Screenovate's funding marks the second time Glazer is working with Intel Capital.


Headquarters: Beijing

CEO/President: Larry Geng

Thundersoft works with OEMs to provide them with technologies and solutions to help them more quickly bring their products to market.

It focuses on developing applications and other services for Android, Windows Phone and Firefox operating systems on smartphones, tablets and smart TVs, although CEO and President Larry Geng said much of the business is predominantly coming from smartphones at this time.

The company is based in Beijing with additional offices in Tokyo, Taiwan, Korea and the U.S.


Headquarters: Redwood City, Calif.

CEO: Joerg Tewes

"We're bringing video to headphones," said Avegant CEO Joerg Tewes.

The company is developing a video display, called Glyph, that's embedded into the headband of a device to watch videos.

It has already raised capital via a Kickstarter campaign this year that brought in more than $1 million.

The company is now completing product development, according to Tewes, and plans to bring Glyph to market next year.

Braigo Labs

Headquarters: Palo Alto, Calif.

Founder: Shubham Banerjee

This company got a lot of attention coming out of the Intel Capital Global Summit given its founder is 13 years old, making him the youngest recipient of venture funding from Intel Capital.

Shubham Banerjee developed a Lego Braille printer that sells for $350, just a fraction of the average $2,000 cost of Braille printers on the market today.

"Our company is basically trying to reduce the cost of a normal Braille printer, which is $2,000 onwards and try to get a goal of $500 or less," Banerjee said.


Headquarters: Reno, Nev.

Founder/Chair/CEO: Jim Marggraff

Eyefluence's technology can assess gaze direction and eye motion in wearables.

Eyefluence is the sixth company CEO Jim Marggraff has founded or co-founded.

The company's technology seeks to take wearables to the next level by allowing action to occur through movement of the eyes as opposed to requiring hand or head movement, which Marggraff called "incomplete."

"What you should be able to do is simply look at a display mount in front of your eyes and use your eyes to do anything you can do with your finger on a smartphone with one eye, but faster," he said.


Headquarters: Mountain View, Calif.

CEO: Patrick Salyer

Intel Capital led Gigya's recent funding round, which totaled $35 million, and included Common Fund Capital, Vintage Investment Partners and Adobe among others.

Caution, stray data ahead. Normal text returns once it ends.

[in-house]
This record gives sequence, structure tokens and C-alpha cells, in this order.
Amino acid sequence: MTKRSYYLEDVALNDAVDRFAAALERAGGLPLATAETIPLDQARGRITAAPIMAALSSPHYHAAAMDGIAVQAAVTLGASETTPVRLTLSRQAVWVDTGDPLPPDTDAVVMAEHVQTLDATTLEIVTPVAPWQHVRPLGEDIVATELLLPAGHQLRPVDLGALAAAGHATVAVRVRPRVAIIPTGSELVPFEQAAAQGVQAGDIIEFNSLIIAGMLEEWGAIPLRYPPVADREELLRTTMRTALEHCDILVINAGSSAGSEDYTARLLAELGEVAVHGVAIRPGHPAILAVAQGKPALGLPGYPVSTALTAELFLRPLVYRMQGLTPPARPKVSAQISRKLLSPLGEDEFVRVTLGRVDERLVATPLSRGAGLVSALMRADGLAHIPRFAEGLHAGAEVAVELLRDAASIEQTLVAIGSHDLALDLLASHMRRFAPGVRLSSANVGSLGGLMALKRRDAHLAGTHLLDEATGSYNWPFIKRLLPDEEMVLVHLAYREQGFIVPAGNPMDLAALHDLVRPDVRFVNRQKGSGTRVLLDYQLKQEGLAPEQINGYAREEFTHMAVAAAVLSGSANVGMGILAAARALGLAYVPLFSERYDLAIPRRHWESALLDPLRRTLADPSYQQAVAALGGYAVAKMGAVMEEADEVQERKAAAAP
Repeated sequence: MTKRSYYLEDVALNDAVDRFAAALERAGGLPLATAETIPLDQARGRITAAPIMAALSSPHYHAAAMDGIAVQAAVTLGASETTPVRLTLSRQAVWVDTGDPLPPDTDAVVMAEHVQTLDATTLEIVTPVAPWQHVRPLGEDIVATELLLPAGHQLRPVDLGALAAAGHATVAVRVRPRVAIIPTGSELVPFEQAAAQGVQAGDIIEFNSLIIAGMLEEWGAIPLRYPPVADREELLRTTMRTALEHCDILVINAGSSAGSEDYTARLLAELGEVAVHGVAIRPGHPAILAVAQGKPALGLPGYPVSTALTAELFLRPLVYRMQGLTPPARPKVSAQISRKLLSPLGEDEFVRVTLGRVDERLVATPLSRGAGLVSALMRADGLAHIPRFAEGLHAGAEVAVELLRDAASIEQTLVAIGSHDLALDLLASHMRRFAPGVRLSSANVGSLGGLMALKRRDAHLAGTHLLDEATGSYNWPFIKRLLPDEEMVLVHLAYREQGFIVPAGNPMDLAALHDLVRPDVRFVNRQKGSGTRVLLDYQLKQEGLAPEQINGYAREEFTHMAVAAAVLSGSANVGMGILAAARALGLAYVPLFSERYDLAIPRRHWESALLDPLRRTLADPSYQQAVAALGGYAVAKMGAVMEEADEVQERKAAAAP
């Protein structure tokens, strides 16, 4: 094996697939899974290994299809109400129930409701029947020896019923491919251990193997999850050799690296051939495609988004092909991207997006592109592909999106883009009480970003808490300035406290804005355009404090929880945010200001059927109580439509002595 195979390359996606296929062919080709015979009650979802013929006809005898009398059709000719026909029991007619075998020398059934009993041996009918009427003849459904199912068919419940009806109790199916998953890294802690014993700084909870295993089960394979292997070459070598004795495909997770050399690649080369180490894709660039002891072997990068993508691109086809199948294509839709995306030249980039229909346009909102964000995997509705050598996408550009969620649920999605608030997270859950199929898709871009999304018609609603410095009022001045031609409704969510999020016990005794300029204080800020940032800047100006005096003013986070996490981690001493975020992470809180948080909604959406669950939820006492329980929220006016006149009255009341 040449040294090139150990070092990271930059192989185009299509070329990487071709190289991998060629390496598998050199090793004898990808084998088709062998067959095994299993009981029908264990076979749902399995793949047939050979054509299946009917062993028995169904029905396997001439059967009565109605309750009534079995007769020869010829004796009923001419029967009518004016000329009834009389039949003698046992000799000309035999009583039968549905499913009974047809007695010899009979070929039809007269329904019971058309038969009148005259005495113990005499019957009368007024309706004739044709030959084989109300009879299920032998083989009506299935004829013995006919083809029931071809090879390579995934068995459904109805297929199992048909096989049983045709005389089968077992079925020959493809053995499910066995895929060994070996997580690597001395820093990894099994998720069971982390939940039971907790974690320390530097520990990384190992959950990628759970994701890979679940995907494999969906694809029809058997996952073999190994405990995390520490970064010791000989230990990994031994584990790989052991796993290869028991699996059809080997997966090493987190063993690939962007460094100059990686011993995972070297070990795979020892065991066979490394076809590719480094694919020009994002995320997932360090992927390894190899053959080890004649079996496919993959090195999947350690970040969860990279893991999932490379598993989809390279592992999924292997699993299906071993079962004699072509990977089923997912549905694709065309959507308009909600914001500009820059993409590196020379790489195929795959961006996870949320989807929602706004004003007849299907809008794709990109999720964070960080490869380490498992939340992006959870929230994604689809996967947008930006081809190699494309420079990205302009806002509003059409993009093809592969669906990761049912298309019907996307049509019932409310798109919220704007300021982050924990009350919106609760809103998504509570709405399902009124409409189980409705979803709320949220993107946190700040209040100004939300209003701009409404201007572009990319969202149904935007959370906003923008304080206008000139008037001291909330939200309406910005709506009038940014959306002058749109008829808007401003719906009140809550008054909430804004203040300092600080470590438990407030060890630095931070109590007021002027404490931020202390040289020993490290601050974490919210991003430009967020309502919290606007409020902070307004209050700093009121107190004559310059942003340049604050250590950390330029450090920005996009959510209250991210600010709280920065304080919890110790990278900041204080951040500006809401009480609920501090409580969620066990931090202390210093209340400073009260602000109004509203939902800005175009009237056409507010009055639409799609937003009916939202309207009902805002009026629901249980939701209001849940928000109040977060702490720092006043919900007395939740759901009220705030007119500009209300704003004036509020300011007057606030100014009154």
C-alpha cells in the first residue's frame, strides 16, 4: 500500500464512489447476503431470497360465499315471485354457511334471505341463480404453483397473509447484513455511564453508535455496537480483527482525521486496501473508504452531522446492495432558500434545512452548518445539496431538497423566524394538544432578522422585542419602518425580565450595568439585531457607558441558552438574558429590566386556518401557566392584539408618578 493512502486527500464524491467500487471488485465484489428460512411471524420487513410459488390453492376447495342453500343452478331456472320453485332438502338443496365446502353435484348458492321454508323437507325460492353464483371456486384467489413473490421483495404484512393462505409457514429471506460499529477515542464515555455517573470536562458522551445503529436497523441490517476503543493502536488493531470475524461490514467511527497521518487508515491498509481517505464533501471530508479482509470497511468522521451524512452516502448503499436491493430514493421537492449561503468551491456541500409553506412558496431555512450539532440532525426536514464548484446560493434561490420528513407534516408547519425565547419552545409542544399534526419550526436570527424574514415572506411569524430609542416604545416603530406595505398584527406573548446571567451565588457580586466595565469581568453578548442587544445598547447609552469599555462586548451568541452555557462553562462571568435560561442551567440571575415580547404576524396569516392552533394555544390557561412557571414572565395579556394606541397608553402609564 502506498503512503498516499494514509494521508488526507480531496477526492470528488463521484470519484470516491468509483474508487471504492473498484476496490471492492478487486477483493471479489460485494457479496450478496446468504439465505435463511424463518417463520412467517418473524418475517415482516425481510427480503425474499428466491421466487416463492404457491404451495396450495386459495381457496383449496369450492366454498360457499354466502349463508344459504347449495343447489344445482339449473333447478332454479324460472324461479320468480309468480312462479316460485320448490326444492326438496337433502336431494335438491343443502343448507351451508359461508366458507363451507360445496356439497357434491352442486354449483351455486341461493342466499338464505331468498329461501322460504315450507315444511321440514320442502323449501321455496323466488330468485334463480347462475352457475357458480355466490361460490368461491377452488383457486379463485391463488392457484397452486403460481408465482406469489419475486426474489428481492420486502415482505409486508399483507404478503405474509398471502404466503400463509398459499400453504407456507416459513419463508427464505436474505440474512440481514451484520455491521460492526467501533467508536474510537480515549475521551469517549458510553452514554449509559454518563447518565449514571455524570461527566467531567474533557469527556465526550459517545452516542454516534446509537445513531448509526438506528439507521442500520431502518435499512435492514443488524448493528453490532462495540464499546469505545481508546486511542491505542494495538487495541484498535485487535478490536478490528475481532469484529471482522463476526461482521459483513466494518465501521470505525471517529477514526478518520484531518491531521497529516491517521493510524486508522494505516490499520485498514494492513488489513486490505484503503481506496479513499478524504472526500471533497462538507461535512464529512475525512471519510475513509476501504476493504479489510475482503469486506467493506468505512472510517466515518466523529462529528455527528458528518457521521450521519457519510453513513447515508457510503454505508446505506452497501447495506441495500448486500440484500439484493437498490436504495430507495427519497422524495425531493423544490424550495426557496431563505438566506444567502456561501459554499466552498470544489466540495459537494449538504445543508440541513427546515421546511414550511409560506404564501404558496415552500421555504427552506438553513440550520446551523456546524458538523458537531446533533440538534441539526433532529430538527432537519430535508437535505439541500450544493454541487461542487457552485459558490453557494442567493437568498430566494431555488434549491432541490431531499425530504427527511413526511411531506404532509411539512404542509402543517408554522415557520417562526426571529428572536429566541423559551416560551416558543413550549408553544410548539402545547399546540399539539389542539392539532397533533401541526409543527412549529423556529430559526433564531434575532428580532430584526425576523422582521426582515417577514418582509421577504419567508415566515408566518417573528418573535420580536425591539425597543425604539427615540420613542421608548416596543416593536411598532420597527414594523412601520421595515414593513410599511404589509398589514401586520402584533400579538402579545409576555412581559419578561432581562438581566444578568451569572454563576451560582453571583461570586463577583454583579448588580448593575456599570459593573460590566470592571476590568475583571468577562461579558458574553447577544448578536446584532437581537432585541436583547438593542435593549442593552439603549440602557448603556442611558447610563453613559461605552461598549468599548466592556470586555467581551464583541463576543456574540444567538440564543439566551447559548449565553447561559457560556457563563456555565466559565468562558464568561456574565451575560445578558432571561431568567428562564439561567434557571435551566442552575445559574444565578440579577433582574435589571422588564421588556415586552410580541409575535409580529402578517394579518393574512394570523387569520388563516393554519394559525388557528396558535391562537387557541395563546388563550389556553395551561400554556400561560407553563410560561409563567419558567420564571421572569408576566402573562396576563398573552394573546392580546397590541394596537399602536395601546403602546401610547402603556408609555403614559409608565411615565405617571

Gigya has now raised a total of $104 million for its cloud platform that helps companies identify anonymous visitors to their site to turn them into customers.

"If you're a business today, you want to know who your customers are, which is critical to building relationships," CEO Patrick Salyer said. "You've actually relied on doing it in kind of a sneaky way, kind of spying on your consumers. You've actually gone out and many of these businesses bought data on their consumers, going to data brokers."

That data is oftentimes inaccurate, Salyer said, and so Gigya lets customers choose what information they share so companies get reliable data.

The company has 700 enterprise customers, according to Salyer.


Headquarters: Raleigh, N.C.

Co-Founder/President: Ernest Earon

PrecisionHawk makes drones that gather aerial data using cloud-based software.

Ernest Earon used the example of an insurance agent responding to a claim of damages from a hailstorm at a farm. That agent could dispatch a drone from a plane, and the drone would survey the damaged area and report the amount for the assessment.


Headquarters: Framingham, Mass.

CEO: Mark Jaffe

Prelert addresses security breaches by helping companies with early detection using predictive analytics.

The company said more than 100 enterprise customers are using its applications.

CEO Mark Jaffe said the company uses "super advanced data analytics in the form of unsupervised machine-learning to be able to identify and detect those potentially disastrous operational issues early."

Jaffe is a former McAfee executive, having served as the company's worldwide vice president of firewall and behavioral analysis sales.


Headquarters: Taiwan

Founder/Chair: Andrew Song

PilotTV designs digital signage that's largely used by retailers.

The company operates more than 6,000 screens used by fast-food and drugstore chains among other types of retailers and is also used at rapid-transit stations.

"We think signage in retail is one of the best ways to capture big data for use in retail behavior," founder Andrew Song said.


Headquarters: Israel

Founder/CEO: Ariel Maislos

Stratoscale was founded by serial entrepreneur Ariel Maislos.

Other companies he's founded include Passave, acquired by PMC-Sierra in 2006, and Pudding Media, which Apple bought in 2012.

"This is actually my third opportunity taking money from Intel," Maislos said.

Stratoscale is developing an operating system for the data center that looks to address challenges related to scale and cost, according to Maislos.